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Monthly Archives: January 2015

Our Slave-making Ants

by Kyle Bradford.

 foto 1

Winter is here and ants have burrowed deep underground or have sealed themselves off in whatever medium they nest in. Some have filled themselves with glycerol (a kind of antifreeze) and fat reserves to feed on. In any case they are hibernating; giving ant collectors time to reflect on observations from the field season.

This year was a fruitful one for our ant work. We added four species to our County List. For the first time in over two field seasons, we witnessed slave raids on multiple occasions. We even had a friend in the County contact us about seeing this phenomenon. Our firsthand observations resulted in a compilation of photos and gave inspiration to dive deeper into this amazing ant behavior.

 

Some background on slave-making.

What is curious about slave-making ants is that they have evolved only in the temperate regions of the world. Only 50 ant species out of the 12,500 described are known to have this lifestyle (see reference 2). In the Field Guide to New England Ants, Aaron Ellison and colleagues include ten slave-making species, which are currently known from the region (3). The remaining 40 species occur in the rest of temperate North America, Europe and Asia. Out of the ten known from New England we have found five of these to reside in Columbia County.

 

Table 1: Slave-making species recorded for New England and Columbia County, NY.

Species Recorded in New England Recorded in Columbia County, NY?
Formica aserva Y
Formica creightoni N
Formica pergandei N
Formica rubicunda Y
Formica subintegra Y
Harpagoxenus canadensis N
Polyergus cf longicornis N
Polyergus lucidus Y
Polyergus montivagus N
Protomognathus americanus Y

Although we say “slaves,” ant slaves are not really analogous to slaves in human society. Instead ants “enslave” different species from their own. Additionally, the slaves in the ant colony are not forced to do anything novel – they just carry on the same tasks as they would have in their own colony. This is more akin to humans domesticating animals for work.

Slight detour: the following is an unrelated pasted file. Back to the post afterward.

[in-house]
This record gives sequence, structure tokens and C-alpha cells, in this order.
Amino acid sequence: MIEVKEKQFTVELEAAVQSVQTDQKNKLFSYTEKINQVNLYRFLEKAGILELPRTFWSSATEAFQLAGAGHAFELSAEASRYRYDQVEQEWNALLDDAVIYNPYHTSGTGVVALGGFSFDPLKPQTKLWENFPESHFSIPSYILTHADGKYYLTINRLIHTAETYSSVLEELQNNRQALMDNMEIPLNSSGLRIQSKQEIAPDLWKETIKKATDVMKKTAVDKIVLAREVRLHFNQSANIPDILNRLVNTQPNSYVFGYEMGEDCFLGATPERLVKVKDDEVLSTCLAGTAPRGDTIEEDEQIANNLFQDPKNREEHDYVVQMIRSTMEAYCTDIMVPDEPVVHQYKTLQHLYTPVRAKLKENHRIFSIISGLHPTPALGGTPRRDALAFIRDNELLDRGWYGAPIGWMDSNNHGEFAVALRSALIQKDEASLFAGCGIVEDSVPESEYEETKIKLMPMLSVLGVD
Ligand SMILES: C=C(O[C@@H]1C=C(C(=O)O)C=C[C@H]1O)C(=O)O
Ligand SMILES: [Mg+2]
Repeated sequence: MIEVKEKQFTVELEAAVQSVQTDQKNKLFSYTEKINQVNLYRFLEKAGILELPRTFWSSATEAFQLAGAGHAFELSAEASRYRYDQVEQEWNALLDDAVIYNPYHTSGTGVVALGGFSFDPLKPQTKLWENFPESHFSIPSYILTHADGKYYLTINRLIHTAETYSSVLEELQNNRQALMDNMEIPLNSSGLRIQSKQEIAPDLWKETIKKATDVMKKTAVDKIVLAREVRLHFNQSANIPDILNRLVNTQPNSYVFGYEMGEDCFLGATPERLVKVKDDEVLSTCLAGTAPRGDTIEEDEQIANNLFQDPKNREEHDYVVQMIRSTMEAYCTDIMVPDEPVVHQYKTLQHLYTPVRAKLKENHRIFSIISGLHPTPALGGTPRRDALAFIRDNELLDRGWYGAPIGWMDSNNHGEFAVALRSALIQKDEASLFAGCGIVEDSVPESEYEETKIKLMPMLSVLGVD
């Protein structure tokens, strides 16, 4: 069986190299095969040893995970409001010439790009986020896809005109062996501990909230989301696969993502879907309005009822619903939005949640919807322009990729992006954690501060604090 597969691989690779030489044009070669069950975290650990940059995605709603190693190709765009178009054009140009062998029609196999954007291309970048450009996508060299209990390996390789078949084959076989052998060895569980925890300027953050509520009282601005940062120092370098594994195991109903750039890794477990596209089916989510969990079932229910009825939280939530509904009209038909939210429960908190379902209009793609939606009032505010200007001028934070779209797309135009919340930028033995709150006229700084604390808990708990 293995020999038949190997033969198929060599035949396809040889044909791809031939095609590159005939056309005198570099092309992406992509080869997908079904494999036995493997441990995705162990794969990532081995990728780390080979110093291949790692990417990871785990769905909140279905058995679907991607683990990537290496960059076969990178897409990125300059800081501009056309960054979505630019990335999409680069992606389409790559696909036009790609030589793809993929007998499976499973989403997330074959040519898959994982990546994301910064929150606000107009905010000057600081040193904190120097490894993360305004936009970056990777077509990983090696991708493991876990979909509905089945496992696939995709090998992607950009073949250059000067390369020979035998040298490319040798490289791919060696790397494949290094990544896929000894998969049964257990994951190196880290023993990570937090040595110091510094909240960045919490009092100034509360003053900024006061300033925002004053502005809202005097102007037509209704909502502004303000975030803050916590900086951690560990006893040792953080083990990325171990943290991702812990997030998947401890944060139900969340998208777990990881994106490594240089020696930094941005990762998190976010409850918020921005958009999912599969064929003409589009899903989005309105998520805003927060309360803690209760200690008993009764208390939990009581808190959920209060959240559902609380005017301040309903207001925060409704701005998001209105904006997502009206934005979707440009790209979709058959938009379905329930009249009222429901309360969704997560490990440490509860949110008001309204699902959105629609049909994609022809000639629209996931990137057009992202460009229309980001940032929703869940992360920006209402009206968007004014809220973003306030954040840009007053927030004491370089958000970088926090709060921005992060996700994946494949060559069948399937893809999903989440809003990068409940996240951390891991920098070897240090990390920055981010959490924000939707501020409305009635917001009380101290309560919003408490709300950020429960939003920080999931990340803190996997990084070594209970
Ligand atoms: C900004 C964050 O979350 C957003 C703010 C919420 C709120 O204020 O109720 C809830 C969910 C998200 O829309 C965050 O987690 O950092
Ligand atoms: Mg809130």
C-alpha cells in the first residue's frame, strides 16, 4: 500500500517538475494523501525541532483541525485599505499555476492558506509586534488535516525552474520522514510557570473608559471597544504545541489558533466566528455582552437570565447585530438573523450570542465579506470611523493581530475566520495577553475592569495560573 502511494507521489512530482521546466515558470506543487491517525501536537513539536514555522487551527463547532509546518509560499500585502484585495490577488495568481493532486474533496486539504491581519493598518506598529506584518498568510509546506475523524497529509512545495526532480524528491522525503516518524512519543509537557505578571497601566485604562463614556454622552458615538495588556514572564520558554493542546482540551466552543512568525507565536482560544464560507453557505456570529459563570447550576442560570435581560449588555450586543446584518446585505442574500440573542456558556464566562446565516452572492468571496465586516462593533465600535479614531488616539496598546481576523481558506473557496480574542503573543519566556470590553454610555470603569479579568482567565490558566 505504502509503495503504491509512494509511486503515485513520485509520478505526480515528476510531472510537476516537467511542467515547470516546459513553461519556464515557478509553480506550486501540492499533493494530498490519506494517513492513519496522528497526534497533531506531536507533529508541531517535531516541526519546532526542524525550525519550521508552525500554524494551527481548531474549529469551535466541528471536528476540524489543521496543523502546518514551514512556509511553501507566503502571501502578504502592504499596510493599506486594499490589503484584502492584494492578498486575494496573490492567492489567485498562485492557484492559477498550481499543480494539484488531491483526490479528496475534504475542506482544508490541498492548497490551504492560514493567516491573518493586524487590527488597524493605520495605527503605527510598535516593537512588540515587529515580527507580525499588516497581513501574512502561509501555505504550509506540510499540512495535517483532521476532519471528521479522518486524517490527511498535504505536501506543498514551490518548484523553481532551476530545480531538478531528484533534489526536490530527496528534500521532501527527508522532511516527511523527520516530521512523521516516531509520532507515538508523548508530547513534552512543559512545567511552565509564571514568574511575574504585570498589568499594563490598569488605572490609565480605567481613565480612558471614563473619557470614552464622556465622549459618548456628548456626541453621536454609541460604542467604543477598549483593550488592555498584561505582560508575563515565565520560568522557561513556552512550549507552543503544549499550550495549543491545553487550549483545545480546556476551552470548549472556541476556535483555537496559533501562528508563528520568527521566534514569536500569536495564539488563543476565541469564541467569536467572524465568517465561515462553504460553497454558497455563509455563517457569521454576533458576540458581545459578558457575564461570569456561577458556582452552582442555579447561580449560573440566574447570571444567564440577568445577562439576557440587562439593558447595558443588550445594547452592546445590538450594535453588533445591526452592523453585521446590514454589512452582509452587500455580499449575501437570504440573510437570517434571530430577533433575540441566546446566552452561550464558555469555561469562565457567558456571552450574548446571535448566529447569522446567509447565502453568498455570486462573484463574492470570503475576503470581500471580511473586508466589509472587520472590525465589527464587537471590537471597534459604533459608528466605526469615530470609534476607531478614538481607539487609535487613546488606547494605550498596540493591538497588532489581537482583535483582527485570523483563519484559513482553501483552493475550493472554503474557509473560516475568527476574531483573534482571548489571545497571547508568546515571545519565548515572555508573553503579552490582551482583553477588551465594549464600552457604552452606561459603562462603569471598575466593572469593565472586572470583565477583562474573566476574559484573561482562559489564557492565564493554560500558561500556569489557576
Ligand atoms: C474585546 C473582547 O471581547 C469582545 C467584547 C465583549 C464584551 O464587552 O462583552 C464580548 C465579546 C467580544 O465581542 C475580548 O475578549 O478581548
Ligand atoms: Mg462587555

Slave-makers are considered parasites. A parasite is an organism that is dependent on a host for at least part of their life cycle. Slave-maker queens depend on a host to start a colony. In an ant colony all of the workers you see are sterile females. However, there is one queen or in some species multiple queens in the nest who are laying eggs. These eggs metamorphose from larvae to pupae and then into a sterile female, a winged queen, or a winged male. Winged queens and males are only produced for reproduction, whereas sterile females do the work around the nest. At some point in the year, often late summer, the nest will have a reproductive flight referred to as a nuptial flight. All of the winged queens and males will exit the nest to mate. The mated queens then shed their wings and attempt to find a nest site and lay their first eggs.

The difference for slave-making or parasitic species is instead of finding their own nest site they find a host species’ nest and attempt to take it over. They do this by removing or killing the host queen. The benefit of being a parasite is that the queen already has an established, successful nest to start in with plenty of workers to help raise her first young.

Generally, survival rates of newly-mated queens are extremely low. This is especially true in cold climates where harsh weather really makes survival difficult. A parasitic lifestyle may have higher survival rates. This may be part of the reason why slave-makers have evolved in cold climates and not in the tropics.

For ant parasitism to work, the parasite queen must trick the host workers into thinking she belongs in the nest. Ants distinguish their sisters from other ants by their specific pheromones. Parasitic queens have to smell like the nest. The slave-maker queen may do this in a variety of ways, including covering herself in the guts of a queen or worker she killed.